Bad-ass Female Role Models in Sleeping Beauty (and I don’t mean Sleeping Beauty)

At my nephew’s birthday party, parents talked about Disney Movies with strong, female characters. Moana came up, of course. As did Brave. And a bunch of others I, the childless one, had not heard of.

“Sleeping Beauty!” I added.

One dad raised an eyebrow. “Sleeping Beauty is a strong, female character?”

“No,” I said. “But the fairies are!”

As a little girl, I always wanted to watch Sleeping Beauty, but the friend who had a copy rarely agreed to watch it. Now, as an adult, there seem to be a lot of people who were equally obsessed with this movie (Hello….Angie Jolie making a Maleficent movie???), but it seemed a highly under-watched by my peer group when I was growing up. Doesn’t matter, now. My little niece and nephew ARE into it and we watch it together when I babysit. My nephew and I even chanted “Make it pink! Make it blue!” while we made brownies earlier this month.

But after not having seen it in maybe fifteen years, my sister and I were delighted to see that such an old film had some very strong female characters indeed.

The Three Good Fairies:
Flora, Fauna and Merryweather. (Created by RAYZ)

From the beginning, they are publicly honored for their power and skill, rather than their looks or marriageability. 

Disembodied announcer voice: “Their most esteemed Excellencies: Mistress Flora, Mistress Fauna, and Mistress Merryweather.”

In older Disney movies, powerful women are equated with evil (evil Queens) or secrecy (think of the Fairy Godmother who only appears to Cinderella and her mice-friends). The fairies are honored publicly and arrive in court after King Stephen and Prince Phillip which shows they are higher on the status ladder.

They utilize team work to solve a problem.

Turn Aurora into a flower? No. Turn Maleficent into a fat, ol’ hoptoad? They wish….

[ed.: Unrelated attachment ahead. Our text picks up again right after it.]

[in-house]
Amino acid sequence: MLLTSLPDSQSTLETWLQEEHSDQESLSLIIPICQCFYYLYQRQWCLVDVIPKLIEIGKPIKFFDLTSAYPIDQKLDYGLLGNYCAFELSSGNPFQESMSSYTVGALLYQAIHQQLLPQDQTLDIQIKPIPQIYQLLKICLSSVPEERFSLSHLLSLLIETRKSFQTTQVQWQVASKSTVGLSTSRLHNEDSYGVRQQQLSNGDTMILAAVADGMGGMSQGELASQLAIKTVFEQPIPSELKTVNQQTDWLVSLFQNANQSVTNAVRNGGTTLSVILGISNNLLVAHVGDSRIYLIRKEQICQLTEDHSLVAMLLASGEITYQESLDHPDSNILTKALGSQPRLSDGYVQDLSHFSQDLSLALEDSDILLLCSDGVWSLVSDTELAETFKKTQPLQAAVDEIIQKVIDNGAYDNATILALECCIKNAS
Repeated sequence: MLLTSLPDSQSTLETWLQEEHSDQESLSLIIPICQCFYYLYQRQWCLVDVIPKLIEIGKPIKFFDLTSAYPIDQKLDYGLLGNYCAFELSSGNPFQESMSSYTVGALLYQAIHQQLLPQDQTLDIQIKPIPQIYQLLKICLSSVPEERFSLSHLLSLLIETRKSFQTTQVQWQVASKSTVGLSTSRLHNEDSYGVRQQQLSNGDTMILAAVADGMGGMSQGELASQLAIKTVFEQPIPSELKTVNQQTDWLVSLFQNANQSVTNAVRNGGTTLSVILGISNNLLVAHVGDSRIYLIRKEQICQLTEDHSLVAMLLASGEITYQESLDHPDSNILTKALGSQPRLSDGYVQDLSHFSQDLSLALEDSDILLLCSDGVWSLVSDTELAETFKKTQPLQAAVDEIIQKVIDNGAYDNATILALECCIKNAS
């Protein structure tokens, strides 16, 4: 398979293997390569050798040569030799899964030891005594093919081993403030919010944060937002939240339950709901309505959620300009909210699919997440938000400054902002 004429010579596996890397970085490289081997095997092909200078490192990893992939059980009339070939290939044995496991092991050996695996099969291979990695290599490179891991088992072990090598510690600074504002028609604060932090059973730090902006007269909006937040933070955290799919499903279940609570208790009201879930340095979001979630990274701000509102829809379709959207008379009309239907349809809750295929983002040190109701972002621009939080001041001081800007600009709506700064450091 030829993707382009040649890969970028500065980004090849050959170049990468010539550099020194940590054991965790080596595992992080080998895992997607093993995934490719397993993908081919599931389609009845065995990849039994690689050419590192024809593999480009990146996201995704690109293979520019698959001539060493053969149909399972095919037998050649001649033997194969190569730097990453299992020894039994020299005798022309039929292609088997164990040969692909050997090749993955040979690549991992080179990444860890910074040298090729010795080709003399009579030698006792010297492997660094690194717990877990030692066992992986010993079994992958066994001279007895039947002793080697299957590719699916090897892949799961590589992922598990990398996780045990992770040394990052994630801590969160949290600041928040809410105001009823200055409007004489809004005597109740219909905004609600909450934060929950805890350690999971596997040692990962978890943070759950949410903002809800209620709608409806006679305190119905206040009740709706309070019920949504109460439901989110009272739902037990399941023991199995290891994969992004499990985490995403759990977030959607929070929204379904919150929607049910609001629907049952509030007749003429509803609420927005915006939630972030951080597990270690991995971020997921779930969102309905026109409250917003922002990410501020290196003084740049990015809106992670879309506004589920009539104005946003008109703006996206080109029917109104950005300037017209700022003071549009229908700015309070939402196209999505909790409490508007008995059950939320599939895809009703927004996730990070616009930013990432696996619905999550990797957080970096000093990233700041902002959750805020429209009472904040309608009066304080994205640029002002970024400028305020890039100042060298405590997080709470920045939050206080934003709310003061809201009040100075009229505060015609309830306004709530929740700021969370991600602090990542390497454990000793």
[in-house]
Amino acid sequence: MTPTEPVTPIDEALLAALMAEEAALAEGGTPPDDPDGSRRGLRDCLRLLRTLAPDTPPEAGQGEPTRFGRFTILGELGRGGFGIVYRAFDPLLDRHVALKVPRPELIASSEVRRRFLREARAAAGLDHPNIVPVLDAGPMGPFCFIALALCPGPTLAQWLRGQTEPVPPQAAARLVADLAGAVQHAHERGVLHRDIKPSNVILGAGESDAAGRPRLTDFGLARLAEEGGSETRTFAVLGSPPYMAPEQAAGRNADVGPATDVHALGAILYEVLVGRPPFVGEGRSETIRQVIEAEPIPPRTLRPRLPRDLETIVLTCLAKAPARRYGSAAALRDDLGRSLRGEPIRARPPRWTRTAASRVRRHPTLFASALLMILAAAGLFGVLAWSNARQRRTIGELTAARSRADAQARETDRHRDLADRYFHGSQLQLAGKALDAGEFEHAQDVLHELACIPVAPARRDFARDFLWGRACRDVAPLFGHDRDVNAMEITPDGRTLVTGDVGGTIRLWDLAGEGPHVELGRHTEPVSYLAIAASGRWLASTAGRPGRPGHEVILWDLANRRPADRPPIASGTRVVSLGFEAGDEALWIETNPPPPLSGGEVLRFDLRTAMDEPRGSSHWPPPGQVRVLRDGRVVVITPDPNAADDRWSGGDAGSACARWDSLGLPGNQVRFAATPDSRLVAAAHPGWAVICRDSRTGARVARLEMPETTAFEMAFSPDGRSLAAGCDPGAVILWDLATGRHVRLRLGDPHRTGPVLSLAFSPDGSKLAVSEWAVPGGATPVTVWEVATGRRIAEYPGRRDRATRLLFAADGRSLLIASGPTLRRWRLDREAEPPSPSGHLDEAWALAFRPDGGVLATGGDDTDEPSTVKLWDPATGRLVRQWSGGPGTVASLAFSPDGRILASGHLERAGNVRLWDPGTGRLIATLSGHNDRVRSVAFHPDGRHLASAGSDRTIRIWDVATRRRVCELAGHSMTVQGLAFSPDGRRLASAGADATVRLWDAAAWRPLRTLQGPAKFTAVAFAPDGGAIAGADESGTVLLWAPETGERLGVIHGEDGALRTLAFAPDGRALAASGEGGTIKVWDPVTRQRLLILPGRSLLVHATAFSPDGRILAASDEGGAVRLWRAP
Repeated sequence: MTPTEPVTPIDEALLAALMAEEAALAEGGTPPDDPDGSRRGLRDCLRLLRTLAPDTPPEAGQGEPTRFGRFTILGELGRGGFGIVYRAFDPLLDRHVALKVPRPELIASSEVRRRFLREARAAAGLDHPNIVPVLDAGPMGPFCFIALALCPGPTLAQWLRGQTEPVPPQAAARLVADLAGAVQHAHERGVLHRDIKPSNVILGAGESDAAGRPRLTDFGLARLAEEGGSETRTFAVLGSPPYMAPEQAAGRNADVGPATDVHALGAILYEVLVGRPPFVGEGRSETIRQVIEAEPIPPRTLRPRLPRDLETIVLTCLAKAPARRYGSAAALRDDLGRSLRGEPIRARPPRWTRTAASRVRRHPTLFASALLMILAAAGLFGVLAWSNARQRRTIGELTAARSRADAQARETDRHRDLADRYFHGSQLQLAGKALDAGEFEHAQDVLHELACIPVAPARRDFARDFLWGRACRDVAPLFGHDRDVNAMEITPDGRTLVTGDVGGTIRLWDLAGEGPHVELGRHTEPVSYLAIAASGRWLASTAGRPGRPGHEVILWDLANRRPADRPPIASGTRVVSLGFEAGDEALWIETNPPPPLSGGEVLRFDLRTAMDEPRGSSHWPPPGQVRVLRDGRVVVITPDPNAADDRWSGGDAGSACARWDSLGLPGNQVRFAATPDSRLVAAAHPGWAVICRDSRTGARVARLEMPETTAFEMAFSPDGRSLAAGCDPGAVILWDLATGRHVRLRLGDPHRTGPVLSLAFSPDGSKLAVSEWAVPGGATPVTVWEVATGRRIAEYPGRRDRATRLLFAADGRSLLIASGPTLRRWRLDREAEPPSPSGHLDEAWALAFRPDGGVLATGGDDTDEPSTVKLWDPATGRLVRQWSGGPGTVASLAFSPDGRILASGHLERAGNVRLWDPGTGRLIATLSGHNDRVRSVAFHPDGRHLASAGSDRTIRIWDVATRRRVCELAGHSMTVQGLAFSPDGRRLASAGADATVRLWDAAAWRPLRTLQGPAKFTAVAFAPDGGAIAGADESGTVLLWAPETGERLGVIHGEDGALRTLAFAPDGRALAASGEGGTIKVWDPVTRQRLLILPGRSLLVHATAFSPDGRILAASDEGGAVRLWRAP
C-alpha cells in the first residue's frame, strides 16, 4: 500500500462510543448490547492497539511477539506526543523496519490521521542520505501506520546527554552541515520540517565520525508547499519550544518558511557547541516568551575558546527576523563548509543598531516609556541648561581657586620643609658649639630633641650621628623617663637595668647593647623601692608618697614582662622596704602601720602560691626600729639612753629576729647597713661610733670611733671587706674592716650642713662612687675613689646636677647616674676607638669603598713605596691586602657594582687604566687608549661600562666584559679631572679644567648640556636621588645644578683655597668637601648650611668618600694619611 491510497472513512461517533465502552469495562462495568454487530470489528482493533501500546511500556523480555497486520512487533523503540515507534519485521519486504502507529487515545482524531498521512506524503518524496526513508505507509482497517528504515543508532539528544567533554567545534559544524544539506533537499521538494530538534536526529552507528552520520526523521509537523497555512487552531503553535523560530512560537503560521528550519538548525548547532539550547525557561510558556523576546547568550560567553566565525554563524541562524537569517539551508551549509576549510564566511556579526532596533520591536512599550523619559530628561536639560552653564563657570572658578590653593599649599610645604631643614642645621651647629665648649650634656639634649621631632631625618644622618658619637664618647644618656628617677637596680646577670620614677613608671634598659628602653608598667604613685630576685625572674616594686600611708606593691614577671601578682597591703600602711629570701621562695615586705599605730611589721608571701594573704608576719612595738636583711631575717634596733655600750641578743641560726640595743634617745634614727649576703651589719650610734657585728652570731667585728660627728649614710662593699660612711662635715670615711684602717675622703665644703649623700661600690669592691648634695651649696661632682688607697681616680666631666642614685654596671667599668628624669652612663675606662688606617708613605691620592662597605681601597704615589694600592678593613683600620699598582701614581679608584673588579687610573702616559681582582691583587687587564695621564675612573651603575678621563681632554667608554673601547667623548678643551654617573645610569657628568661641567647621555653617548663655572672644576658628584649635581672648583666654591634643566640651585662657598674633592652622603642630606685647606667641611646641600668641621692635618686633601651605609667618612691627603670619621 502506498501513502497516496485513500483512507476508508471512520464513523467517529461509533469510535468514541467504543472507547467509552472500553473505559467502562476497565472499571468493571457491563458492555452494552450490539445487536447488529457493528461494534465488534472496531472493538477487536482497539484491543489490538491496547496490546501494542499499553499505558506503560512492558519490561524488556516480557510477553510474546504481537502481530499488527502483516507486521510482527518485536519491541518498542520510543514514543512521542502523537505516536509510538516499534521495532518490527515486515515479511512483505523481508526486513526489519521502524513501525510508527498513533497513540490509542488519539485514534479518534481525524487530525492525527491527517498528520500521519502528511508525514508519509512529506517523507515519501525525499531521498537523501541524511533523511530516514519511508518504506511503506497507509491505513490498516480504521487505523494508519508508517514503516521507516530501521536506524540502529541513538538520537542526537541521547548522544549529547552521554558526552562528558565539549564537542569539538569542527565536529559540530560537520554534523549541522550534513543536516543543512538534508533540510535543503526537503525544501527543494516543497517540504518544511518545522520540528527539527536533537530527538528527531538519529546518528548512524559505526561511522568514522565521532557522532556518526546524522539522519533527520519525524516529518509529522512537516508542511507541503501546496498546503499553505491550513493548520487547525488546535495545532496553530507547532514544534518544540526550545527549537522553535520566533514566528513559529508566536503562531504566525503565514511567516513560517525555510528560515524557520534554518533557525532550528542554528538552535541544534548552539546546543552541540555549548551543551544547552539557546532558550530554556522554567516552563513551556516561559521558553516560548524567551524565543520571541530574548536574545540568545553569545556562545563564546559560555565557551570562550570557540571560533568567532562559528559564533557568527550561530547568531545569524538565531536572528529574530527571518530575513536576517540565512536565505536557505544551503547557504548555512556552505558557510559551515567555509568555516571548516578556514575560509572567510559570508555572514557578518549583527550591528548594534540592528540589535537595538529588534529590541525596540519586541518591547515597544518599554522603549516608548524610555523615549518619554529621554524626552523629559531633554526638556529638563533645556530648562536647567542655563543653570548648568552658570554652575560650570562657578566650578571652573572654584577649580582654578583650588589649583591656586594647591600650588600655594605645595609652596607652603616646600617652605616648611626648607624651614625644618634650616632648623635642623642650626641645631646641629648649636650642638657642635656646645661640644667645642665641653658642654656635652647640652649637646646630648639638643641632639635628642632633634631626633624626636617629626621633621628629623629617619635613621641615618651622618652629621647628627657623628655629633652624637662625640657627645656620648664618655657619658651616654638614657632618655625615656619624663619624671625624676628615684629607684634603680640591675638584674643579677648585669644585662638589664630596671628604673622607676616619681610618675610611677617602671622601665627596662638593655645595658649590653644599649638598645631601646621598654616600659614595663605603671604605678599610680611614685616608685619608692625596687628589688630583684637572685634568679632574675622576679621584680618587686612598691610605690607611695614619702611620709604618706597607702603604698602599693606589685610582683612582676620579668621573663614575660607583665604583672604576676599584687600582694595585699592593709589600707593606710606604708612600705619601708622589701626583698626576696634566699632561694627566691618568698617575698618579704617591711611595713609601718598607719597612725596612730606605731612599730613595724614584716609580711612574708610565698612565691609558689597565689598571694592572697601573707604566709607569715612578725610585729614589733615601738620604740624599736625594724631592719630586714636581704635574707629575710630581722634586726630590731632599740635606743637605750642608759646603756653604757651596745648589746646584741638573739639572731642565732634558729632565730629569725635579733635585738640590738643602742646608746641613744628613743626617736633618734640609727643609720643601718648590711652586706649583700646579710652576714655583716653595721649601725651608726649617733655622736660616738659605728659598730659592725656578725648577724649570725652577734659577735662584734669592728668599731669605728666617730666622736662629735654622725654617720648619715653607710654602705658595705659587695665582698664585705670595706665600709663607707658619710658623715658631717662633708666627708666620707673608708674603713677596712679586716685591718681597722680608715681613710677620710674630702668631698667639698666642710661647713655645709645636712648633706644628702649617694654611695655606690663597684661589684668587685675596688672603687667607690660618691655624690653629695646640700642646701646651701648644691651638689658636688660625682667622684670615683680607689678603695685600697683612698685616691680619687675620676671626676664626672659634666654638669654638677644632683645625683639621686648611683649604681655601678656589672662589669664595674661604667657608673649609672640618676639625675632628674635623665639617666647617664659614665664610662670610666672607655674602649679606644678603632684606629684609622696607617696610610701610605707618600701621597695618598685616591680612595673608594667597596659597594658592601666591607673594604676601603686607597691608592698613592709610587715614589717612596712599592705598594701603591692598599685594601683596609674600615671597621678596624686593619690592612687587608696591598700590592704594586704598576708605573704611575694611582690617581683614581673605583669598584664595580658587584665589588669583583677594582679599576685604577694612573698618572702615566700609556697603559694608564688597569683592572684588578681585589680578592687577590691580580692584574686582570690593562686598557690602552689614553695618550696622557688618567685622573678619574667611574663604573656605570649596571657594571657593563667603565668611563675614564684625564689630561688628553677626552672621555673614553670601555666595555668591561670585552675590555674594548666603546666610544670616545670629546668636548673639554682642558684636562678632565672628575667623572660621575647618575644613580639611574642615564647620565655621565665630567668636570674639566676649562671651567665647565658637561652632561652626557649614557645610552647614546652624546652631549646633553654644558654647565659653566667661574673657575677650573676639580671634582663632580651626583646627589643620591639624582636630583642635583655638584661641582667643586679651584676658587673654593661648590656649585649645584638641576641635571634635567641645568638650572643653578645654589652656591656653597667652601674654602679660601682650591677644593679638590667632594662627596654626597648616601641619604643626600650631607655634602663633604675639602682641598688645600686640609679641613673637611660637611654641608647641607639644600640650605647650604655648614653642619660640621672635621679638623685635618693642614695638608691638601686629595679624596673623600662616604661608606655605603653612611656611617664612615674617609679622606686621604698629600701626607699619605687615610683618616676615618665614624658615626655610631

After Maleficent hurls a terrifying curse at the newborn baby, quick-thinking Merryweather modifies it with encouragement from her co-fairies. “Do your best, dear.” Then, they make plans to circumvent the whole thing, while staying within their personal moral codes. When Merryweather suggests the hoptoad plan, Fauna reminds her that their Magickal code is to ” only bring joy and happiness.”

Then, Flora’s plan seems to work! They’ll raise the baby away from all spinning wheels. Three single moms in the big, scary woods…no suggestion of a man to chop wood or hunt or do any “manly” things. “We’ll all pitch in,” says Flora of the upcoming duties.

Of course, we all know Merryweather ended up doing all the grunt work, as this post confirms.

They’re not perfect.

Growing up, I was on team Pink Dress. Now, I do think blue was the better choice for Aurora’s complexion.

Too many Disney women characters are impossibly kind, gentle, and blah blah boring. The fairies are not. They screw up their Magick. They even screw up their own plan and leave Aurora alone right before sundown on her 16th birthday and she gets snared by Maleficent. However, even though the fairies argue, flail, and even fail before putting aside their differences to do what’s best.

Amongst themselves, they actually act like real women–jabbing each other, pulling some power plays, they have a massive row over creative differences (“Make it pink!” “Make it blue!”)–even though they’re not supposed to be human at all. And then they reconcile and move forward to get the job done.



They subliminally suggest that it’s impossible to get all of a “woman’s work” done without the help of Magick, perhaps suggesting that the standards for women in the 1959 home were ridiculous.